After moving to the great state of Minnesota and after reading "Destiny of the Republic" I can honestly say there is more than meets the eye when it comes to the Midwest AND James A. Garfield. This engrossing book, by a former National Geographic editor, tells how two lives on very different trajectories collide in a Washington D.C. train station in 1881 when Charles Guiteau, a deranged office-seeking lawyer/theologian pumps two shots, one into the arm and one into the back, of the nation's 20th president. This botched assassination puts Garfield's life in the germ-infested clutches of the man who ultimately kills him, Dr. Doctor Bliss (nope, that's not a typo; Doctor Bliss obviously had parent's with an agenda).
This well-researched book is accessible and fascinating, achieving what I love in a good history book: it brings faded events and people to life, elevating forgotten details with the immediacy and vitality of a current news story. I would bet the average high school history text book devotes, at best, one paragraph to the assassination of Garfield. Ms. Millard gives us 260 pages of dramatic storytelling which builds steadily to its tragically prolonged denouement.
The narrative is filled with fascinating characters. There is the vivacious, bear-hugging, Shakespeare-loving Garfield who embodies the self-made man as he goes from desperate poverty to the battlefields of the Civil War to an unsolicited presidential nomination. There is Charles Guiteau, the highly intelligent, delusional, sociopath who, deprived of his requested Parisian consulship, embarks on a mission from God to "remove the president." There is Alexander Graham Bell, inventor of the telephone, who works feverishly to perfect a device to find the bullet in the president's body. There is Doctor Bliss the old-school physician who arrogantly declares himself the president's sole healthcare provider and who's blundering ministrations and unsanitary practices spawn a virulent septic poison which ravages the president's body.
Rounding out this cast are a handful of would-be heroes and colorful villains like Roscoe Conkling, the preening New York senator and political puppet-master with his lackey Vice President Chester A. Arthur—both the subjects of contemporary conspiracy theorists.
For all of us who skimmed the paragraph in our 10th-grade history book and had the slightest twinge of desire to know the full story—for those of us who lingered with curiosity on the engraved illustration showing Guiteau blasting away at a contorted Garfield—Destiny of a Republic is an achingly sad and deeply satisfying reminder that history is about real people. It is about flesh and blood, madness and innovation, depravity and nobility—history is the story of people like us.(less)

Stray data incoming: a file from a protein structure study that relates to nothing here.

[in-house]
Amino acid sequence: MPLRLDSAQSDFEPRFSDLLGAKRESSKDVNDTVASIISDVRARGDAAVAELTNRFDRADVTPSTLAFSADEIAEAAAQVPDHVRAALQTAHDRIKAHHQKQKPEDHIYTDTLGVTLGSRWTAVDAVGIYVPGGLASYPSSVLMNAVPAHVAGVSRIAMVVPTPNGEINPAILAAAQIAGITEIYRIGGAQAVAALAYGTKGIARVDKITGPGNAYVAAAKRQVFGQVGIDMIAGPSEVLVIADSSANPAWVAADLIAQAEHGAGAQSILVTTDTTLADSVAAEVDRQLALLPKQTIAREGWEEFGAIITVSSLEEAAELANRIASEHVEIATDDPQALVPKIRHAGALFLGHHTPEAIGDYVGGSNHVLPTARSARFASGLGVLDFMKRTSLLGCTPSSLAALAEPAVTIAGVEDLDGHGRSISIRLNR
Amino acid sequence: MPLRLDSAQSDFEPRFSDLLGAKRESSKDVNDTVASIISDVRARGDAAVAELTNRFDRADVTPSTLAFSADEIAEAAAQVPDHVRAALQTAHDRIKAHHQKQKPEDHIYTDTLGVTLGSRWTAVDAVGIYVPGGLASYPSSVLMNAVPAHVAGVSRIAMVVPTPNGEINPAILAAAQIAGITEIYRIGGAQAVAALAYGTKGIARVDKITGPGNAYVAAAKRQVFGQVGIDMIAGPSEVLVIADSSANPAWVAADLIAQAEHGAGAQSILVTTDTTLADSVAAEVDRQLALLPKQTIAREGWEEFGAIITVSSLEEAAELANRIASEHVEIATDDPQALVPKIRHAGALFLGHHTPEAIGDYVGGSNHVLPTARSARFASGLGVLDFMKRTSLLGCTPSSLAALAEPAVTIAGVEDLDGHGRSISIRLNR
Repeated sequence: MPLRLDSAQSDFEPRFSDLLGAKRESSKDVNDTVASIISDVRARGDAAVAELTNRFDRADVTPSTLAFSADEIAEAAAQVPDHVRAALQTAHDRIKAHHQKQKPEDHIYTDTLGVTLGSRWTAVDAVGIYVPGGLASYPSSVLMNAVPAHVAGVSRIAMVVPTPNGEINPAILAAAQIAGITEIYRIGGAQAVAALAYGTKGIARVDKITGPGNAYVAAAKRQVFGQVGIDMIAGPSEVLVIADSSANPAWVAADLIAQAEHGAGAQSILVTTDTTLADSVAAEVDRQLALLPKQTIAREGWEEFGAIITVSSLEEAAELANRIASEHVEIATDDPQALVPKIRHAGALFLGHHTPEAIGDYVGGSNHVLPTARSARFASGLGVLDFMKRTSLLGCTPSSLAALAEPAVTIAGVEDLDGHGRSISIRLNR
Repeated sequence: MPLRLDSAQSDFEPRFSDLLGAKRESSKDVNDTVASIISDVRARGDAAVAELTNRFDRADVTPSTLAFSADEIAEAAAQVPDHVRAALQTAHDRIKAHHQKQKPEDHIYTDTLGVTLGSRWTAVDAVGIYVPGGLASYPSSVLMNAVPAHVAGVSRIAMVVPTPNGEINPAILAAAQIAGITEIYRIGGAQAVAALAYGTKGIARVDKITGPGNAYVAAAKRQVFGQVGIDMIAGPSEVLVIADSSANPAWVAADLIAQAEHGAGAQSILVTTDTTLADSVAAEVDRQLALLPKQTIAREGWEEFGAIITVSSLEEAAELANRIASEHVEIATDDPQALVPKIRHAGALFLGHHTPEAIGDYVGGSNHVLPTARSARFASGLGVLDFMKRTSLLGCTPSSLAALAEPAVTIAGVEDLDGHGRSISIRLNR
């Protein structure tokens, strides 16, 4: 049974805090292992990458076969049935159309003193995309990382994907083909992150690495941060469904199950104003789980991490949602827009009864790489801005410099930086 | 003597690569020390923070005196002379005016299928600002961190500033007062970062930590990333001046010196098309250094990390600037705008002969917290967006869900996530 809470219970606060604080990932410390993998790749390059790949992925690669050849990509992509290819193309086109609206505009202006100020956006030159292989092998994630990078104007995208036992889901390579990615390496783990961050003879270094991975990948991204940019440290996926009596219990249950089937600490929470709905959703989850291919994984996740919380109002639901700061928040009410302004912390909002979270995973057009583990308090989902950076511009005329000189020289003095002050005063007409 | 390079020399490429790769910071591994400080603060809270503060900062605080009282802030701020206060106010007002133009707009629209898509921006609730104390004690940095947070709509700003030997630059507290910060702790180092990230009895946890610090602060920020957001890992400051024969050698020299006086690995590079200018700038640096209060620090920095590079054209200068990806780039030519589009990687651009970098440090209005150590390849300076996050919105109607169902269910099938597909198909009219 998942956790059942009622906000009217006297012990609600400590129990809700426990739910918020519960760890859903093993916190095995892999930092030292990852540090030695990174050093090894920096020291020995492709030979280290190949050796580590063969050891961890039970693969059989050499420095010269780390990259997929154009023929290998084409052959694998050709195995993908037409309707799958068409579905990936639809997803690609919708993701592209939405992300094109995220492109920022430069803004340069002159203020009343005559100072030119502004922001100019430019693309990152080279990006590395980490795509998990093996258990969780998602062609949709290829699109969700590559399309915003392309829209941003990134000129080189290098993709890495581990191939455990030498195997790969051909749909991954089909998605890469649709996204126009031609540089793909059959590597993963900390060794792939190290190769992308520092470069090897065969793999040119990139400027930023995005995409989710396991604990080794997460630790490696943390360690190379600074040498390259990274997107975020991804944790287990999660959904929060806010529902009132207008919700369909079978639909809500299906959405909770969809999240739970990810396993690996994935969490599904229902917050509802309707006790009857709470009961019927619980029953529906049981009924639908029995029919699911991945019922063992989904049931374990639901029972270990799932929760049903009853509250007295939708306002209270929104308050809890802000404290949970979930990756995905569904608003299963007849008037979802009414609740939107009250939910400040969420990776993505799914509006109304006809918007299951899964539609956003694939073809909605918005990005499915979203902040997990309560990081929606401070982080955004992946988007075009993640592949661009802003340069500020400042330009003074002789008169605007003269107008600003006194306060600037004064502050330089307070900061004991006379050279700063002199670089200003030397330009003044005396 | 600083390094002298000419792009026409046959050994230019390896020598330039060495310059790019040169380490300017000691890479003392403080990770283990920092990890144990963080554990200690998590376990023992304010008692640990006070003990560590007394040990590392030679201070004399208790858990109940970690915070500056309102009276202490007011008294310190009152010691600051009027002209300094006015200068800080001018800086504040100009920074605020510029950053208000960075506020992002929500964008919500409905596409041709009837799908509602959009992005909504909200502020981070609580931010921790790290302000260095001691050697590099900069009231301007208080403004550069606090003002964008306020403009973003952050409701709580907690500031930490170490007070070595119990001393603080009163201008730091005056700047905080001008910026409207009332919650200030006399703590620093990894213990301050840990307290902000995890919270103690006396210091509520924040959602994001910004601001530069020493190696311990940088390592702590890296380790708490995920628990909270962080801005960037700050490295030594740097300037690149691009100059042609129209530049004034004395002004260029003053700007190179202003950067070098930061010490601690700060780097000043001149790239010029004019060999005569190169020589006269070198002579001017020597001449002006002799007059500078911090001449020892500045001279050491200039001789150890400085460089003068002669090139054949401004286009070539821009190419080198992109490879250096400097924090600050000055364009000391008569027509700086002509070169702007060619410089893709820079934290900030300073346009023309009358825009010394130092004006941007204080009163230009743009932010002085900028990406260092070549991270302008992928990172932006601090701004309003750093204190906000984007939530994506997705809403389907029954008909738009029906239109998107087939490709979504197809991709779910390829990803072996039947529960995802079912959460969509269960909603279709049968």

I'm conflicted about this book. On one hand, the Baby Boomer geek in me wants to rave and gush about the multitude of 70s and 80s pop culture referenc...moreI'm conflicted about this book. On one hand, the Baby Boomer geek in me wants to rave and gush about the multitude of 70s and 80s pop culture references and the clever plot involving a massive hunt for video game "Easter Eggs." Another part of me wanted more from the book—or maybe less. I kept thinking this could have been a really great short story. The onslaught of pop culture was almost too much at times. Such is the nature of the information-age we live in. We are constantly bombarded by memes and little "winks and nudges" from the past.
The story lacked tension. More accurately, the story had a feeling of inevitability, like a video game. If you die in a video game you can always keep trying until you get it right. And even when the stakes were high, I felt like everything would all work out fine for the heroes. The author did an admirable job of avoiding some of the tropes and cliches inherent in a dual reality where virtual avatars and real-world appearances can create a double-blind conundrum. But in the end, the emotional depth of the story was pretty shallow.
In the parlance of role-playing games, technology keeps "leveling-up." And with each new level, we get new toys, new weapons and new "cool shit." I'm writing this review on an iPad 3—one of my favorite digital devices. I jumped on the e-reader bandwagon early-on, before they became ubiquitous on airplanes. I still have my first generation iPod. But with each of these device "upgrades" I feel the weight of guilt, like I've had to sacrifice something. I feel as if I've had to leave something valuable behind. Physical books, while clunky and space consuming, have a tactile beauty and reassuring heft. Vinyl records, with their pops and scratches, gave us amazing liner notes and album-cover art to pore over. While I forge ahead and stay current with the latest gadgets, I can't help but mourn the passing of physical things. "Ready Player One" touches on these themes but doesn't offer a satisfying emotional reconciliation of the physical past and the virtual future.
Lest you think I'm panning this book, let me say that "Ready Player One" is fun. It's a blast, in fact. For a quick summer-read you can't go wrong. For anyone born before 1980, this book will resonate with the joy, audacity and sheer geekiness of the first computer generation. The 1970s and 1980s were great decades to be a child (and a hormonal teenager). We had awesome music. We had awesome television shows. We had awesome movies. We had awesome video games. "Ready Player One" is a celebration of ALL of the awesomeness of that era. It is also a reflection on our future and how we need to balance the physical and the virtual worlds—finding the beauty in each. (less)